2. Donald R says:

    Rafe: I see the police car issue happening all the time. As a part time school bus driver, going over the same route day after day, one gets to know the ebb and flow of traffic, and of course, the route and habits of the local police. Suffice it to say that the “problem” is not limited to North Vancouver.

    I stopped shopping at the Bay years ago. My dad was a faithful Bay employee for 35 years, and into his retirement, he used to say he was ashamed of the direction the Bay had gone in customer service, or lack thereof. He stopped shopping there, even though his staff discount applied even into retirement. No service = no sale.

    We can all point to retailers or customer service specialists in our community who really know how to attract and maintain their customer base. Once I make a purchasing decision in any given store, an astute clerk knows that the sale is all but complete and that he or she is now actually making the next sale! It is what happens between the decision to buy and the closure of the sale that has a major impact on future sales. Many, many retailers just do not get this!

    The Bay downtown used to! Woodwards in New Westminster was great for personalized service, especially in men’s wear.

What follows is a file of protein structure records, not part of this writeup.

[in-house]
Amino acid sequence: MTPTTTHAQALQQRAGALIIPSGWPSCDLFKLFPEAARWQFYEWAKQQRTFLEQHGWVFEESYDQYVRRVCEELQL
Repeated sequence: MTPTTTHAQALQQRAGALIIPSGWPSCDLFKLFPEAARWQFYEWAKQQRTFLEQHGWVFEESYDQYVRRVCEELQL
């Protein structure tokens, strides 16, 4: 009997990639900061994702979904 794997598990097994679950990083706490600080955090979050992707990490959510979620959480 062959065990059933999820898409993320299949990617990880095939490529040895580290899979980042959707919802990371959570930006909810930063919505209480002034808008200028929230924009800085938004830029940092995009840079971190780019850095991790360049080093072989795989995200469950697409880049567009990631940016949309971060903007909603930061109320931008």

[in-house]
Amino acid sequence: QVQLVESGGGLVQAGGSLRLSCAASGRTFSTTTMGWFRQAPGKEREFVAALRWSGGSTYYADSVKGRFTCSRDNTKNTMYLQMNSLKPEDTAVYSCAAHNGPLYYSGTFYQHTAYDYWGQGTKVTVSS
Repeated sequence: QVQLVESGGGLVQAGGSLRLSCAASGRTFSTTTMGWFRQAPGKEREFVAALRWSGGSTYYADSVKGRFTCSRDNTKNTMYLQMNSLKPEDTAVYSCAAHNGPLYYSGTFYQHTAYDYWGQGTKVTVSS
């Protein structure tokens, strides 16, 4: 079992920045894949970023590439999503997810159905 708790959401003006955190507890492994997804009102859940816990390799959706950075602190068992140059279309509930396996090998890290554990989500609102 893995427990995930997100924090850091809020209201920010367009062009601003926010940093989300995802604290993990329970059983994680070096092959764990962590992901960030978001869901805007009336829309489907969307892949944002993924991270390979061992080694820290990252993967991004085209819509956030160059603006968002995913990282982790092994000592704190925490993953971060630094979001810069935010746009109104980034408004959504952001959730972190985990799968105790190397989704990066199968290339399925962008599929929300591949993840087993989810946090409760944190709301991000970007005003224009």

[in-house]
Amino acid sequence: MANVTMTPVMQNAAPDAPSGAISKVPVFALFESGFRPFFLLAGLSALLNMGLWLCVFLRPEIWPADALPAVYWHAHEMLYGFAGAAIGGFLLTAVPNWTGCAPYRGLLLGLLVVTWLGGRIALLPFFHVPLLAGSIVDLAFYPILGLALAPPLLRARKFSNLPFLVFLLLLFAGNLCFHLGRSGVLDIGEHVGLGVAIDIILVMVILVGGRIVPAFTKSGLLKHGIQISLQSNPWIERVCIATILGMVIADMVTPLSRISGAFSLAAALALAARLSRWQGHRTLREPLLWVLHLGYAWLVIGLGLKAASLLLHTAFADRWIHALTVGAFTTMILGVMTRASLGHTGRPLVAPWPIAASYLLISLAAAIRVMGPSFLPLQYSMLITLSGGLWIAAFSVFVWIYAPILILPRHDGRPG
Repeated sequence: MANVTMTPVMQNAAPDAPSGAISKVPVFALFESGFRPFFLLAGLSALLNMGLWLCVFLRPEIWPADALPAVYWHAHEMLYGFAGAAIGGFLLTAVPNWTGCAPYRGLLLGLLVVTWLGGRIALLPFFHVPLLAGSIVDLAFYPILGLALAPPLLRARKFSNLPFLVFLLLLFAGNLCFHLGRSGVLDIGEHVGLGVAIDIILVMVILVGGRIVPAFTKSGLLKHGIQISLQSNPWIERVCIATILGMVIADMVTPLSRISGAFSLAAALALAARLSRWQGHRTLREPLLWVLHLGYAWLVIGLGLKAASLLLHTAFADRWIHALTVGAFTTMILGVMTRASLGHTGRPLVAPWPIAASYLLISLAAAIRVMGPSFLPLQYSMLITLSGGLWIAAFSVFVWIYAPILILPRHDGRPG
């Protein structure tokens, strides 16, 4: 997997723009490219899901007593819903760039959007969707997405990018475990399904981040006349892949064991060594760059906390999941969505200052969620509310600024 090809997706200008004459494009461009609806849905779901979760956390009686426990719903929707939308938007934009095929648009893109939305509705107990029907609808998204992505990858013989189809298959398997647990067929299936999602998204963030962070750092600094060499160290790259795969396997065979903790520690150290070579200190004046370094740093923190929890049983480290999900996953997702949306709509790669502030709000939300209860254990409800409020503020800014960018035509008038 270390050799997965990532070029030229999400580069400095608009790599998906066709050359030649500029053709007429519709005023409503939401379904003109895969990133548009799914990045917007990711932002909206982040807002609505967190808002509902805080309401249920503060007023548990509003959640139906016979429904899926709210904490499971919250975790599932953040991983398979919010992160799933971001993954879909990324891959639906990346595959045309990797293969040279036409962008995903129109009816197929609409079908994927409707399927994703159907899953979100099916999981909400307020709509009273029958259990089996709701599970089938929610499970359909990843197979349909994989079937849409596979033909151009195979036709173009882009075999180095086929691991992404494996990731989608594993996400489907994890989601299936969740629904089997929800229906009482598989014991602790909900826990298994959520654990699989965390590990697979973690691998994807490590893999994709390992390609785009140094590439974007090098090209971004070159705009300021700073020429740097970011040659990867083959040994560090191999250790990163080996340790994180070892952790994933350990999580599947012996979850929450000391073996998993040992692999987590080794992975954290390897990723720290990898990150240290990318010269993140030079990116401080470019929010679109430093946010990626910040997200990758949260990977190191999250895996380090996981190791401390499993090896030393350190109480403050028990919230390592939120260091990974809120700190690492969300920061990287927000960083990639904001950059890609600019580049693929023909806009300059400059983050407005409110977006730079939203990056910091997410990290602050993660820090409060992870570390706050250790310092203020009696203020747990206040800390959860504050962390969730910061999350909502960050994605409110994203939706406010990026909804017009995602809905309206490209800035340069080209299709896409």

And yes, your voice on the air is missed. The pablum dished out these days in the guise of investigative journalism pales in comparison to that of but a few years ago.

    I too find myself gravitating towards the all sports talk station. I cannot stand traffic on the 4’s and an hour chock full of commercials and news breaks. There seems precious little time actually left in an hour to adequately dissect any issue. How many times do we hear a comment about running up the back of the clock and “we’ll have to leave it there” just when a subject was getting interesting.

    I hate what talk radio has become.

    So, I read!

    Carry on Rafe – and thanks.

    Donald R.

  3. AHHA says:

    A certain scandal involving a railway has showed me the true extent of the corruption. It seems to be the boiler plate template for how they do it…